A coronavirus pandemic is currently in progress and a tremendous effort for developing effective vaccines to curb it is currently being made. Adenovirus (Ad)-based vaccines are in the lead in the clinical trials, and it is to be expected that at least one vaccine formulation will comprise of an Ad vector. These vectors are known for inducing massive activation of the immune responses at the mucosal sites. The gastrointestinal (GI) tract is the primary site of HIV replication and CD4+ T cell depletion. HIV induces major alterations at the mucosal sites, which impact their barrier function, permitting transfer of microbial products from the intestinal lumen into the surrounding tissues and general circulation. Microbial translocation is a key driver of the chronic immune activation and inflammation (IA/INFL) that are responsible for HIV disease progression. IA/INFL have a tremendous impact on the outcome of HIV infection and persist even in subjects on antiretroviral therapy (ART), preventing a proper recovery of the CD4+ T cells and thus being responsible for comorbidities and accelerated aging. Improving gut health and controlling chronic IA/INFL is thus one of the major goals both for prevention of HIV-associated comorbidities and for cure strategies. It is conceivable that the use of Ad-based vaccines for the SARS-CoV-2 in people living with HIV may result in high levels of IA/INFL at the mucosal sites, which may reverse HIV control provided by ART. Therefore, we teamedwith Dr. Andrea Gambotto from the University of Pittsburgh, who produced a recombinant type 5 Ad vector encoding the transgene for the antigen SARS-CoV-2 S1 subunit (Ad5.SARS-CoV-2-S1). We will use this vaccine in SIV-infected, ART-suppressed rhesus macaques (RMs) to induce effective mucosal immune responses to SARS-CoV2, and we will monitor the impact of these responses on the key pathogenic features of HIV infection: (a) T-cell immune activation, with particular attention given to the mucosal sites; (b) mucosal inflammation and gut integrity; (c) microbial translocation; (d) microbiome; (e) hypercoagulability; (f) impact on the drug metabolism and viral suppression; (g) impact on the viral reservoirs. Since severe SARS-CoV-2 infection disproportionately target older individuals, both young and old RMs will be included.
Our specific aim i s to test the impact of a SARS-CoV- 2 vaccine on the gut dysfunction and its consequences, systemic immune activation and inflammation and on the response to ART and viral reservoirs in ART-suppressed SIV infection of young versus old RMs. By directly probing the impact of an Ad5.SARS-CoV-2 S1 vaccine on key parameters of HIV infection, our approach will assess whether the planned COVID-19 vaccination has the potential of being deleterious to HIV- infected subjects. We will also assess the importance of a healthy gastrointestinal mucosa to the efficacy of the SARS-CoV-2 vaccine, which goes beyond the HIV infection field, covering all the inflammatory bowel disease pathology.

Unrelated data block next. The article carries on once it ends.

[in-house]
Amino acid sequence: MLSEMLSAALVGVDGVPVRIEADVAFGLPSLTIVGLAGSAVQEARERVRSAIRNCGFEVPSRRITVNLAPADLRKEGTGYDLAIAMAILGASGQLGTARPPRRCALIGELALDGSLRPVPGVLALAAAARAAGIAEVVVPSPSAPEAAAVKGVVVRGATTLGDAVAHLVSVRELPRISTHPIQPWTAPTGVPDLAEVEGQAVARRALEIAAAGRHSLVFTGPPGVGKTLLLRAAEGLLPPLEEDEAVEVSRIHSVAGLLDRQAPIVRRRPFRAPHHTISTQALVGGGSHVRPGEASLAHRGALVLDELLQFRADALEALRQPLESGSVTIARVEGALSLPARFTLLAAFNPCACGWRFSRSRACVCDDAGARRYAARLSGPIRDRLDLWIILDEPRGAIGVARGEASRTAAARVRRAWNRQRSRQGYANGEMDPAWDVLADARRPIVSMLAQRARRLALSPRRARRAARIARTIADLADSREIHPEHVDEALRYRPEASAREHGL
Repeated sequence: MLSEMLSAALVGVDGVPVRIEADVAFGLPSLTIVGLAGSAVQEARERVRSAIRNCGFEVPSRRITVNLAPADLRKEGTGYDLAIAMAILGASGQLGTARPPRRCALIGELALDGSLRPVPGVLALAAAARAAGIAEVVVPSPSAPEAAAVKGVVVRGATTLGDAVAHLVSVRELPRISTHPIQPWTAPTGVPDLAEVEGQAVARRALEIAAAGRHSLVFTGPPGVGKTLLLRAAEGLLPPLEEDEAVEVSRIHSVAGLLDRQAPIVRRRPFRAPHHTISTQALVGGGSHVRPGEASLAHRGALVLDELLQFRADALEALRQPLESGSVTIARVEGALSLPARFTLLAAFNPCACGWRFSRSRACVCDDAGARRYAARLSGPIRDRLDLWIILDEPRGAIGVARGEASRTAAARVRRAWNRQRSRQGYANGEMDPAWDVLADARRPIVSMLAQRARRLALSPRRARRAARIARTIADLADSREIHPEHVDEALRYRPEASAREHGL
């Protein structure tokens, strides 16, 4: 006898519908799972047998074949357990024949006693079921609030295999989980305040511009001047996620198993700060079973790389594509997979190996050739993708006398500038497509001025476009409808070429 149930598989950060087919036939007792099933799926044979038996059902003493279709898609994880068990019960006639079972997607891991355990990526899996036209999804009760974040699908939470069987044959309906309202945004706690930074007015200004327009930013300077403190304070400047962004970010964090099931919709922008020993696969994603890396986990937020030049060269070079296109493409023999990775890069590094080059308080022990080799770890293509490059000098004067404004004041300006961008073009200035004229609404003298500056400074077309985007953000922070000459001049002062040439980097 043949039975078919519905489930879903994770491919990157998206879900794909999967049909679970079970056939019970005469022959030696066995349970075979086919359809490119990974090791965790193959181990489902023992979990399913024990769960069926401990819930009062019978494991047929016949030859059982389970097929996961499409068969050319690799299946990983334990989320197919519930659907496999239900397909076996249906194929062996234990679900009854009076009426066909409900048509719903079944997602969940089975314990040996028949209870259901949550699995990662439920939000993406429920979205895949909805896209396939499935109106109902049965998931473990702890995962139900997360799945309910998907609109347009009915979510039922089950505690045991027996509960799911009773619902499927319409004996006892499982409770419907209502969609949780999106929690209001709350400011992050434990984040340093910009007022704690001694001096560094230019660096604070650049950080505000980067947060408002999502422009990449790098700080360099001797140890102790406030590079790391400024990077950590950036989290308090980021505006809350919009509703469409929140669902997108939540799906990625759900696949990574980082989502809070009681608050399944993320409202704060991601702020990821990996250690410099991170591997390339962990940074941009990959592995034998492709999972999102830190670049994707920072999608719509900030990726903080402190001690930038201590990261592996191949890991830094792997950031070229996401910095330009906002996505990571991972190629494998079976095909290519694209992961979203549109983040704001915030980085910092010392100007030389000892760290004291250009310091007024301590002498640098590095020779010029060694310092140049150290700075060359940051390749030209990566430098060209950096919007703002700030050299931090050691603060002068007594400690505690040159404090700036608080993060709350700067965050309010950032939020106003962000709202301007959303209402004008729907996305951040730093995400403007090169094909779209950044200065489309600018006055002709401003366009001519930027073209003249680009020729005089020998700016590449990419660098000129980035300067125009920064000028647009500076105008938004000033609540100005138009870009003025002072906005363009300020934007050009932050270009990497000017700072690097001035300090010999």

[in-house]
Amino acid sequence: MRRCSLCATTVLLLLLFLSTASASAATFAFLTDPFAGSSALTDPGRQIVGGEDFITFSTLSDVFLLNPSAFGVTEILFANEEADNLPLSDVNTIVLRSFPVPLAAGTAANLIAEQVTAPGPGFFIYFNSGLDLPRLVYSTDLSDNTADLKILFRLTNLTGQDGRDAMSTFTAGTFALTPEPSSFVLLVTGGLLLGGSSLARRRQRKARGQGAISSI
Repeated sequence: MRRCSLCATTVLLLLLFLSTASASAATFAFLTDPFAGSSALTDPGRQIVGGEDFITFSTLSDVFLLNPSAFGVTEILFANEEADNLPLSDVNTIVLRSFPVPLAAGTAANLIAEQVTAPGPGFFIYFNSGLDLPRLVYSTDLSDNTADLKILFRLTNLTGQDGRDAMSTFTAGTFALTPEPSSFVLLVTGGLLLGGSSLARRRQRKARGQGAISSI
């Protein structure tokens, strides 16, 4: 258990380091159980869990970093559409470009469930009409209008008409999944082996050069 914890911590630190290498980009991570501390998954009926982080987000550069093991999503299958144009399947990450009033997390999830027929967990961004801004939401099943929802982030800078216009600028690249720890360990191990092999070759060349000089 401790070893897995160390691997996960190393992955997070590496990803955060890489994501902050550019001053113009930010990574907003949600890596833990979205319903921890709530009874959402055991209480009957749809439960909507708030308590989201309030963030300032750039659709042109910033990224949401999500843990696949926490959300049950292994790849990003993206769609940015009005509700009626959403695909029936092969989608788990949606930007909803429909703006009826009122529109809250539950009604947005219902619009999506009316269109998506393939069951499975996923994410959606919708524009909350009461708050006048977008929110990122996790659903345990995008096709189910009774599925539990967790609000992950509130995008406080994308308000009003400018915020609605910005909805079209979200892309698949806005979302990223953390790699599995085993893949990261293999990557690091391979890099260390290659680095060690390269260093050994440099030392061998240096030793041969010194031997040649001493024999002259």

Public Health Relevance

With the SARS-CoV-2 pandemic continuing virtually unabated and a tremendous ongoing race to develop an effective vaccine to keep it at bay, this application is designed to assess the impact of SARS-CoV-2 vaccination on the mucosal immune activation and inflammation, mucosal integrity, microbial translocation and microbiome. All these are features that may impact the outcome of HIV infection and the efficacy of antiretroviral treatments. These aspects have to be known in order to properly assess the clinical indications of the SARS- CoV-2 vaccine and the potential side effects specific to the patients with preexisting alterations of the mucosal integrity (including, but not limited to, HIV-infected individuals).

National Institute of Health (NIH)
National Institute of Diabetes and Digestive and Kidney Diseases (NIDDK)
Research Project (R01)
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Special Emphasis Panel (ZRG1)
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Perrin, Peter J
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University of Pittsburgh
Schools of Medicine
United States
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